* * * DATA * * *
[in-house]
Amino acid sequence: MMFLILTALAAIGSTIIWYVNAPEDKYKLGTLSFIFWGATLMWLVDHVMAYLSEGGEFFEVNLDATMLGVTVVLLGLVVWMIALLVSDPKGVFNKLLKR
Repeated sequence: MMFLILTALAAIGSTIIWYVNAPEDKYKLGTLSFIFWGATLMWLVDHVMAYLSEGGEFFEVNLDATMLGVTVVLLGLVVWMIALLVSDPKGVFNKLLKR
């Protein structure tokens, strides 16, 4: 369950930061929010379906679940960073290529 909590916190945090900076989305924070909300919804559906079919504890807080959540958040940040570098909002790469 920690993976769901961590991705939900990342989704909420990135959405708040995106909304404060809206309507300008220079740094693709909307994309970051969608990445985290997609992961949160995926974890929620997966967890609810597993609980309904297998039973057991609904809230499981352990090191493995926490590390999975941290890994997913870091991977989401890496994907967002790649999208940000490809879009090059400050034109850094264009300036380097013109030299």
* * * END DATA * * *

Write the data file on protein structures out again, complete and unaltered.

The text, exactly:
[in-house]
Amino acid sequence: MMFLILTALAAIGSTIIWYVNAPEDKYKLGTLSFIFWGATLMWLVDHVMAYLSEGGEFFEVNLDATMLGVTVVLLGLVVWMIALLVSDPKGVFNKLLKR
Repeated sequence: MMFLILTALAAIGSTIIWYVNAPEDKYKLGTLSFIFWGATLMWLVDHVMAYLSEGGEFFEVNLDATMLGVTVVLLGLVVWMIALLVSDPKGVFNKLLKR
């Protein structure tokens, strides 16, 4: 369950930061929010379906679940960073290529 909590916190945090900076989305924070909300919804559906079919504890807080959540958040940040570098909002790469 920690993976769901961590991705939900990342989704909420990135959405708040995106909304404060809206309507300008220079740094693709909307994309970051969608990445985290997609992961949160995926974890929620997966967890609810597993609980309904297998039973057991609904809230499981352990090191493995926490590390999975941290890994997913870091991977989401890496994907967002790649999208940000490809879009090059400050034109850094264009300036380097013109030299």